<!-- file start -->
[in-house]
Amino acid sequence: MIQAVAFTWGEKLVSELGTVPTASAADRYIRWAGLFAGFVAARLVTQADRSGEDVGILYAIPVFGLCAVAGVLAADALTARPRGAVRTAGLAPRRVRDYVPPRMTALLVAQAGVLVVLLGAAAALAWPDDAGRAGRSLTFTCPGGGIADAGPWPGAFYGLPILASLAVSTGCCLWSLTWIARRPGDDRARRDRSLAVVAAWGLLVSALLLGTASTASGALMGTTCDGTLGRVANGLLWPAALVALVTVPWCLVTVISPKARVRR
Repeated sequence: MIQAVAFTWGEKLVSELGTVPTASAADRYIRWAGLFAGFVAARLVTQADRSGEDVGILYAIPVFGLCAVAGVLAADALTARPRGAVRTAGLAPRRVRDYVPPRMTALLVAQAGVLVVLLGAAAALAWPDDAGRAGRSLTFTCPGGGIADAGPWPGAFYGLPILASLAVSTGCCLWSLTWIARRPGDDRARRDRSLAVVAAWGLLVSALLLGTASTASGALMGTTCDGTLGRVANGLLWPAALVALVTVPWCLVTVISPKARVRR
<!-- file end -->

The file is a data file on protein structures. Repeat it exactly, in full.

[in-house]
Amino acid sequence: MIQAVAFTWGEKLVSELGTVPTASAADRYIRWAGLFAGFVAARLVTQADRSGEDVGILYAIPVFGLCAVAGVLAADALTARPRGAVRTAGLAPRRVRDYVPPRMTALLVAQAGVLVVLLGAAAALAWPDDAGRAGRSLTFTCPGGGIADAGPWPGAFYGLPILASLAVSTGCCLWSLTWIARRPGDDRARRDRSLAVVAAWGLLVSALLLGTASTASGALMGTTCDGTLGRVANGLLWPAALVALVTVPWCLVTVISPKARVRR
Repeated sequence: MIQAVAFTWGEKLVSELGTVPTASAADRYIRWAGLFAGFVAARLVTQADRSGEDVGILYAIPVFGLCAVAGVLAADALTARPRGAVRTAGLAPRRVRDYVPPRMTALLVAQAGVLVVLLGAAAALAWPDDAGRAGRSLTFTCPGGGIADAGPWPGAFYGLPILASLAVSTGCCLWSLTWIARRPGDDRARRDRSLAVVAAWGLLVSALLLGTASTASGALMGTTCDGTLGRVANGLLWPAALVALVTVPWCLVTVISPKARVRR